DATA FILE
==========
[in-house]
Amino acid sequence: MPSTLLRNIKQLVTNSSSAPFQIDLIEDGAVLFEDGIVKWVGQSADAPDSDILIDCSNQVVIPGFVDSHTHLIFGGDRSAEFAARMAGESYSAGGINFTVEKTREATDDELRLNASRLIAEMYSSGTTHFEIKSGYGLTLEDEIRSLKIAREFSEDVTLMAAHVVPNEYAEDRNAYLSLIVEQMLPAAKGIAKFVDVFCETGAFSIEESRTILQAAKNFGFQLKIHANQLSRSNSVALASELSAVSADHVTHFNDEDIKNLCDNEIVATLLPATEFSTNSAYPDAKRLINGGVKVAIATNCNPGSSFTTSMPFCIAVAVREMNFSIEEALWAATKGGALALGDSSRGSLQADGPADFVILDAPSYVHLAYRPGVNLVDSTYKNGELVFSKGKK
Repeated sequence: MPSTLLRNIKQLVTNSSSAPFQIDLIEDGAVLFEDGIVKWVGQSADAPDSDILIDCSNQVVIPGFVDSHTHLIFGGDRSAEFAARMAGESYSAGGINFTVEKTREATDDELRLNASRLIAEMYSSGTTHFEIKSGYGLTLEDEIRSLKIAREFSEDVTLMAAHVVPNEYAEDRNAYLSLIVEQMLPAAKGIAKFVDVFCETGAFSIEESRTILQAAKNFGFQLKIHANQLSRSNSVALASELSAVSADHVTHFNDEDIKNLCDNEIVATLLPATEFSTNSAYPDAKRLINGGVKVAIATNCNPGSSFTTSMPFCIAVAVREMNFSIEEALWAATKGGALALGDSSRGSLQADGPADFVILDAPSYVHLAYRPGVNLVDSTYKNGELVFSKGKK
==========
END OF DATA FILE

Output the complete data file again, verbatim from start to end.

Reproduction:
[in-house]
Amino acid sequence: MPSTLLRNIKQLVTNSSSAPFQIDLIEDGAVLFEDGIVKWVGQSADAPDSDILIDCSNQVVIPGFVDSHTHLIFGGDRSAEFAARMAGESYSAGGINFTVEKTREATDDELRLNASRLIAEMYSSGTTHFEIKSGYGLTLEDEIRSLKIAREFSEDVTLMAAHVVPNEYAEDRNAYLSLIVEQMLPAAKGIAKFVDVFCETGAFSIEESRTILQAAKNFGFQLKIHANQLSRSNSVALASELSAVSADHVTHFNDEDIKNLCDNEIVATLLPATEFSTNSAYPDAKRLINGGVKVAIATNCNPGSSFTTSMPFCIAVAVREMNFSIEEALWAATKGGALALGDSSRGSLQADGPADFVILDAPSYVHLAYRPGVNLVDSTYKNGELVFSKGKK
Repeated sequence: MPSTLLRNIKQLVTNSSSAPFQIDLIEDGAVLFEDGIVKWVGQSADAPDSDILIDCSNQVVIPGFVDSHTHLIFGGDRSAEFAARMAGESYSAGGINFTVEKTREATDDELRLNASRLIAEMYSSGTTHFEIKSGYGLTLEDEIRSLKIAREFSEDVTLMAAHVVPNEYAEDRNAYLSLIVEQMLPAAKGIAKFVDVFCETGAFSIEESRTILQAAKNFGFQLKIHANQLSRSNSVALASELSAVSADHVTHFNDEDIKNLCDNEIVATLLPATEFSTNSAYPDAKRLINGGVKVAIATNCNPGSSFTTSMPFCIAVAVREMNFSIEEALWAATKGGALALGDSSRGSLQADGPADFVILDAPSYVHLAYRPGVNLVDSTYKNGELVFSKGKK